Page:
It also looks as if the now disgraced uber-entertainment lawyer and convicted felon in the Pellicano scandal won’t be doing his time under house detention, either. This morning, federal judge Dale Fischer granted prosecutors’ recommendation and sentenced Terry Christensen to 36 months, plus a $250,000 fine to be paid within 30 days. She is allowing him to stay out on bond pending his appeal, and authorities have confiscated his passport. But Fischer poured cold water on Christensen’s request for house detention instead of prison, which the U.S. Probation Office had recommended for a total 10 month sentence. “The probation officers’ recommendation was ludicrous,” she said. “Home detention in an 8,000-square-foot house is not punishment.” Fischer also ordered Christensen to three years on supervised release after his prison term ends. That means until he is 73 years old. No doubt about it: she threw the book at him. Speaking about Christensen’s own letter to the court expressing his regret for his actions in the wiretapping case, Fisher declared, “His regret seems of recent vintage.”
So goes Christensen’s once flourishing career after he was found guilty in August for hiring then Hollywood P.I. Anthony Pellicano to wiretap Kirk Kerkorian’s ex-wife in a high profile 2002 child support case. Christensen wrote a letter to Fischer explaining away his crime as an “aberrational, isolated exercise of bad judgment”, but the judge didn’t buy it. “Looking back, when I was approached by Mr. Pellicano, I should never have agreed to hire him. No matter how I look at this, from whatever angle, I cannot escape this lapse of judgment on my part,” he told her. Christensen resigned as managing partner of the prominent entertainment law firm that he started in 1988 and bore his name — now called only Glaser, Weil, Fink, Jacobs & Shapiro — and is on interim suspension by the State Bar of California. He will likely never again practice law. Besides his own, more than 70 letters from his law colleagues and clients and friends and family were filed with the court. Several of the letters come from current and former board members and senior executives of Kerkorian’s present and former investment holdings like MGM Mirage, Metro-Goldwyn-Mayer Inc. and Tracinda Corp. If the point of this prosecution was to scare lawyers into realizing that winning at all costs doesn’t mean breaking the law , then the feds were successful. During this morning’s sentencing hearing, Fischer summed up: “In a real sense, the legal community and the justice system are the victims of this crime.” In explaining the sentence rejecting Christensen’s request for no prison time, Judge Fischer noted that Christenen’s actions ‘”marred the legal profession in the eyes of the public” and demonstrated a “disrespect for the justice system on a grand scale.” But it’s still a crock that all the big fish in the Pellicano scandal have been let off without so much as a slap on the wrist. Which further underscores the sad fact that America has the best judicial system that money can buy.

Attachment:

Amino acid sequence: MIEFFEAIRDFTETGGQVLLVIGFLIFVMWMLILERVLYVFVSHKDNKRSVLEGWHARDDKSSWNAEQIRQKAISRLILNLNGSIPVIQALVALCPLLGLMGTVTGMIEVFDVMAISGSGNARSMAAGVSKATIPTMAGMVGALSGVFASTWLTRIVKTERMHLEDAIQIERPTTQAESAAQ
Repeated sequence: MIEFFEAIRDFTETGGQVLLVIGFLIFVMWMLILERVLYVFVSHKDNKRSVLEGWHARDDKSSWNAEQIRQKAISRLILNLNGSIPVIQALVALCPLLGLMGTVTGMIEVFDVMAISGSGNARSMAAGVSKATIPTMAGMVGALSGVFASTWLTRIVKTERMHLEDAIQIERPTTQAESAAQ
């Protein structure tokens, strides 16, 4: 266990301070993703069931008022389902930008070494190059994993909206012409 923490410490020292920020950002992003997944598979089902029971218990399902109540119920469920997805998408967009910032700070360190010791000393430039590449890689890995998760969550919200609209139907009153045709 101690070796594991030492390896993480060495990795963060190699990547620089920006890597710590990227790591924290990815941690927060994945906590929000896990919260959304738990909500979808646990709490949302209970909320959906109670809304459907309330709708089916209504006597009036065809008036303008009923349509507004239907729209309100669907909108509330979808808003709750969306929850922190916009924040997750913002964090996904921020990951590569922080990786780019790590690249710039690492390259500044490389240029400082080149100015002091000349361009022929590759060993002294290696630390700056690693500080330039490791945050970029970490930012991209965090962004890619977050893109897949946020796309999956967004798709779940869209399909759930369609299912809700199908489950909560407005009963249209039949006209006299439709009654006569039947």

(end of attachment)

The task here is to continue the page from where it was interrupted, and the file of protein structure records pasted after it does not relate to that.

Pellicano’s sentencing has been put off until December 15th.